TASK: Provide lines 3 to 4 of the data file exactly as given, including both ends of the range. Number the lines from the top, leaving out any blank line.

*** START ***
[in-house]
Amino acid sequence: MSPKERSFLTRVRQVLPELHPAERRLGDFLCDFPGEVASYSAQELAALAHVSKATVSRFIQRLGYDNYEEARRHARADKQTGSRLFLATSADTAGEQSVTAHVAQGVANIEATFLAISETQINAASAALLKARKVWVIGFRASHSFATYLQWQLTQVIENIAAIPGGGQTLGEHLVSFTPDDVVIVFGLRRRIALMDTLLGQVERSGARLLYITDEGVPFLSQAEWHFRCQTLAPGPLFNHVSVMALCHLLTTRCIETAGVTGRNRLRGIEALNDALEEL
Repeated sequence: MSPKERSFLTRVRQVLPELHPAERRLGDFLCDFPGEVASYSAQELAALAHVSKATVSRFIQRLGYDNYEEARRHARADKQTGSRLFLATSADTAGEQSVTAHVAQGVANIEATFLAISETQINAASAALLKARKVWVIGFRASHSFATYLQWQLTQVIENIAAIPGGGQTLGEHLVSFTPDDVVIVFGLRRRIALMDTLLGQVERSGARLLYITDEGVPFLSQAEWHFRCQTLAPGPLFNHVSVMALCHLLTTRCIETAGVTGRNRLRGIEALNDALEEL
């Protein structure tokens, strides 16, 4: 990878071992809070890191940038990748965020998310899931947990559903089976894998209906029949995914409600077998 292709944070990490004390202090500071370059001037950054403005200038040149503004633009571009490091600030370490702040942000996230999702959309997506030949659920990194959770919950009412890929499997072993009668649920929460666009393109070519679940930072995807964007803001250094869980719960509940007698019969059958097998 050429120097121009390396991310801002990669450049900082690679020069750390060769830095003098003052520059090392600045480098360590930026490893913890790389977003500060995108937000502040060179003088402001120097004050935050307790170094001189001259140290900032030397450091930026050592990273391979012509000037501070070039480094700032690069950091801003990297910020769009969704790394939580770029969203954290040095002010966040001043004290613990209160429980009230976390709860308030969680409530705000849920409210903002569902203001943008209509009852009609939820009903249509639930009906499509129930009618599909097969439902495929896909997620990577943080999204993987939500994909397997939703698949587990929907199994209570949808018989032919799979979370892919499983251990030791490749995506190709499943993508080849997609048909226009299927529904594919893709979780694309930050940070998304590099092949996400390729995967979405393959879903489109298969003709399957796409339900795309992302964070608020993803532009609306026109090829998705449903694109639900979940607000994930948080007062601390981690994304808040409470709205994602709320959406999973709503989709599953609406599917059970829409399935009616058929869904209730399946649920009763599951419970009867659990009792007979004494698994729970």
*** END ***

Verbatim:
Repeated sequence: MSPKERSFLTRVRQVLPELHPAERRLGDFLCDFPGEVASYSAQELAALAHVSKATVSRFIQRLGYDNYEEARRHARADKQTGSRLFLATSADTAGEQSVTAHVAQGVANIEATFLAISETQINAASAALLKARKVWVIGFRASHSFATYLQWQLTQVIENIAAIPGGGQTLGEHLVSFTPDDVVIVFGLRRRIALMDTLLGQVERSGARLLYITDEGVPFLSQAEWHFRCQTLAPGPLFNHVSVMALCHLLTTRCIETAGVTGRNRLRGIEALNDALEEL
């Protein structure tokens, strides 16, 4: 990878071992809070890191940038990748965020998310899931947990559903089976894998209906029949995914409600077998 292709944070990490004390202090500071370059001037950054403005200038040149503004633009571009490091600030370490702040942000996230999702959309997506030949659920990194959770919950009412890929499997072993009668649920929460666009393109070519679940930072995807964007803001250094869980719960509940007698019969059958097998 050429120097121009390396991310801002990669450049900082690679020069750390060769830095003098003052520059090392600045480098360590930026490893913890790389977003500060995108937000502040060179003088402001120097004050935050307790170094001189001259140290900032030397450091930026050592990273391979012509000037501070070039480094700032690069950091801003990297910020769009969704790394939580770029969203954290040095002010966040001043004290613990209160429980009230976390709860308030969680409530705000849920409210903002569902203001943008209509009852009609939820009903249509639930009906499509129930009618599909097969439902495929896909997620990577943080999204993987939500994909397997939703698949587990929907199994209570949808018989032919799979979370892919499983251990030791490749995506190709499943993508080849997609048909226009299927529904594919893709979780694309930050940070998304590099092949996400390729995967979405393959879903489109298969003709399957796409339900795309992302964070608020993803532009609306026109090829998705449903694109639900979940607000994930948080007062601390981690994304808040409470709205994602709320959406999973709503989709599953609406599917059970829409399935009616058929869904209730399946649920009763599951419970009867659990009792007979004494698994729970």